Not only this, but it’s also made me realise how unoriginal drunk people are. It’s funny to think how rebellious I thought I was being when really, I was following in the footsteps of countless teens before me. Oh, and I certainly don’t miss the mornings waking up in a stranger’s bed, bank card gone, rooting around for pennies in my purse for the bus ride home. But hey – it’s the circle of life right Rafiki!

Learning how to knit in my mid-twenties makes me think I’m only a fig-biscuit away from a matching chintz sofa and dolly dress but does that mean what I’m doing is any less fun than these park town shenanigans?

I wonder when the febrile excitement of partying wears down what hobbies these kids will turn too. Sometimes I get FOMO but, for the most part, I’m content with my idiosyncrasies. Of course, I’m no longer searching for an identity and acceptance within my peer group. Alexa? Order me another set of black biros.

‘My peers are either pushing out a baby, getting hitched or have fancy job titles in their twitter bios’

It sounds like a conflict zone in my halls of residence; the door’s slamming BANG, BANG, BANG like someone going trigger happy with a Kalashnikov. Most students arrive today, including freshers. Walking to the shop this morning I saw fake-tanned legs in shade ‘Garfield’ tentatively hauling bags out of a taxi. Tanning is a complex operation, a rite of passage when anything PVC is concerned and a staple of British nightlife. However, given the situation at Manchester Met where 1700 students are currently self-isolating that kind of grooming feels a tad optimistic, especially when partying is firmly off the cards. Breaking the ice with Bacardi Breezers is a non-negotiable during freshers week, and it made me think. With the usual coping mechanisms out the window, what advice can I give?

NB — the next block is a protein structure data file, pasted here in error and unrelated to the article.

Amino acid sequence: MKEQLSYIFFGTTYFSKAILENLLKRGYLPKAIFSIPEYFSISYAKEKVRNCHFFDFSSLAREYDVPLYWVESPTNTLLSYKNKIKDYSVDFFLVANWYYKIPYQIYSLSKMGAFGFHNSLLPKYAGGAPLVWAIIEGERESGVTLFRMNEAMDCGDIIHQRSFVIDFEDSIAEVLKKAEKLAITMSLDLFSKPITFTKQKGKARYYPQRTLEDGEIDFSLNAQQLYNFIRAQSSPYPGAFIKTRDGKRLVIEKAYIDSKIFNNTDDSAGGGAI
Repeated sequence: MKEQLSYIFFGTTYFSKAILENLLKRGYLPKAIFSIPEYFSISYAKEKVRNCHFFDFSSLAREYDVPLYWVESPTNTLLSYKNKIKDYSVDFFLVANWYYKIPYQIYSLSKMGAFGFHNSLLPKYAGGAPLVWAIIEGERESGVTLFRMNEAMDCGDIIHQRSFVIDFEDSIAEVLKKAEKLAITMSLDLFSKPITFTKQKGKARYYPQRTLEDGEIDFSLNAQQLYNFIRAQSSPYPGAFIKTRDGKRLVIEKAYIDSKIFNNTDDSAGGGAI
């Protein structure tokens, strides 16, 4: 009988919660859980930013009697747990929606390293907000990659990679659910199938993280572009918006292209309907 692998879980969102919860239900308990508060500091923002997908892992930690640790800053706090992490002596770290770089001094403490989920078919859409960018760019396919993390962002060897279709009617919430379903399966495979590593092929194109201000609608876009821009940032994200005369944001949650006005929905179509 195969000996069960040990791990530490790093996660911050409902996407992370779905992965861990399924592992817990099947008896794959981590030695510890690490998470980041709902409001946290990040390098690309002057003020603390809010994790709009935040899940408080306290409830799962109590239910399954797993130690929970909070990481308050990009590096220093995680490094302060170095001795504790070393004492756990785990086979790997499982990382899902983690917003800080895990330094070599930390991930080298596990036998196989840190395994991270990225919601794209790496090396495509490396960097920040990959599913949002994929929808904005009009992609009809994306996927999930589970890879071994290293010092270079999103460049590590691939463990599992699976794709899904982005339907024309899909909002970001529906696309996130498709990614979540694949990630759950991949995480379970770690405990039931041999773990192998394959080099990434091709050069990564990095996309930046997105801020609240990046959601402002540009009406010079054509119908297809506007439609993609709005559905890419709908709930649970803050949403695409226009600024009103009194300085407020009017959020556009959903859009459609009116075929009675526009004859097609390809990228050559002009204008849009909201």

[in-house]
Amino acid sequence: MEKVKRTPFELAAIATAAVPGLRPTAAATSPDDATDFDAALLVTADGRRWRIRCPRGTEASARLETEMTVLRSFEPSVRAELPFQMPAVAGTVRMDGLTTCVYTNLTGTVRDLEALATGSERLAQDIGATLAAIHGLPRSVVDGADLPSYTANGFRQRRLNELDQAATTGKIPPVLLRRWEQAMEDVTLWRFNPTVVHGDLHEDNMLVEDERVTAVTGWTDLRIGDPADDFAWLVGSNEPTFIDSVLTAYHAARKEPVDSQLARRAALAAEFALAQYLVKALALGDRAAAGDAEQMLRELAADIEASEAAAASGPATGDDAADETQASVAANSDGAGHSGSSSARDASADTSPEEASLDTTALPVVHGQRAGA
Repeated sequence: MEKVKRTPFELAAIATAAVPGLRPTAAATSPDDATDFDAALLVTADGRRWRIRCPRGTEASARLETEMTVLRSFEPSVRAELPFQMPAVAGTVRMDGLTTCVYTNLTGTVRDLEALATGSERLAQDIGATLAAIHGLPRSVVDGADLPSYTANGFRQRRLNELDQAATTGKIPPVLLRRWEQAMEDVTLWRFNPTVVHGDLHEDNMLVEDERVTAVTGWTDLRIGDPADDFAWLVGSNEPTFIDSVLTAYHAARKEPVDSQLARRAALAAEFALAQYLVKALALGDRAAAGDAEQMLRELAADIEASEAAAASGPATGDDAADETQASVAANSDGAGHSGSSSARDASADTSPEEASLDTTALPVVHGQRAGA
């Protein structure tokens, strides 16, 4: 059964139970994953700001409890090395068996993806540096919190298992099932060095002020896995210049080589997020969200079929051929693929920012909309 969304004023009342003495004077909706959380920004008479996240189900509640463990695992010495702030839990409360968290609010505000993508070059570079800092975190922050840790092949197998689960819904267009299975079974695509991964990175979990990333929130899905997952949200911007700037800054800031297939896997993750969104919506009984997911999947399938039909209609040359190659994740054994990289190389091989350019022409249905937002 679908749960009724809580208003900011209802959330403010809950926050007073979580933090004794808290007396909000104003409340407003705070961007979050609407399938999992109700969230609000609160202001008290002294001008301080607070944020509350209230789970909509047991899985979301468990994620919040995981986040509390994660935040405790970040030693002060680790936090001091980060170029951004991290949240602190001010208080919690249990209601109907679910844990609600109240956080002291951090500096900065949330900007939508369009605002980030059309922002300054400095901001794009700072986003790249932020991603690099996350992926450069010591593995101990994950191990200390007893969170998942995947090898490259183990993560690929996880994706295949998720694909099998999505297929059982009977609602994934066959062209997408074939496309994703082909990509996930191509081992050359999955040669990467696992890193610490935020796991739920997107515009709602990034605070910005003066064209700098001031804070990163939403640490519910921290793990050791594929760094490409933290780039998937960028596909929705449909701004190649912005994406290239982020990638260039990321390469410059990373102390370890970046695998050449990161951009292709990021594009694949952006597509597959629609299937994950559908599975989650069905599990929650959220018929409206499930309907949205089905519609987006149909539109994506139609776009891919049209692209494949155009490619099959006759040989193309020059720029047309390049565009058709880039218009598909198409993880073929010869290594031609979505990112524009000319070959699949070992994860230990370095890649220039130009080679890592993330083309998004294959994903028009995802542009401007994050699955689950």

Clubbing as a teenager (I’m in the centre)

My heart goes out to the young whose independent living foray will be a complete aberration without the norm of intermingling and boozy nights. University, for most, is a formative period where you learn how to be an adult, transfer from the provided to the provider. Learning about personal responsibilities like realising it is now your job to scrape that mouldy apple core off your desk to avoid co-habitation with a legion of fruit flies – the rule of six guys! -, to ensure a constant supply of loo roll at home, that if you don’t settle your overdraft, the scary bank people will never let you onto the housing ladder (note to self, cough cough).

Students this year face a syllabus taught exclusively online, virtual fresher’s week, potential coronavirus outbreaks, intimidating hygiene regimes, and a non-existent social life. Daunting for anyone, not least young teenagers leaving home for the first time. Imagine, banned from going home at the holidays and – worst of all – a cancelled Christmas. Desperate to grow up yet wanting to run back into Mum’s arms at the first sign of trouble is the ultimate paradox. Except this year, you might not be able to that. So, no booze, and no Mum. How will they cope?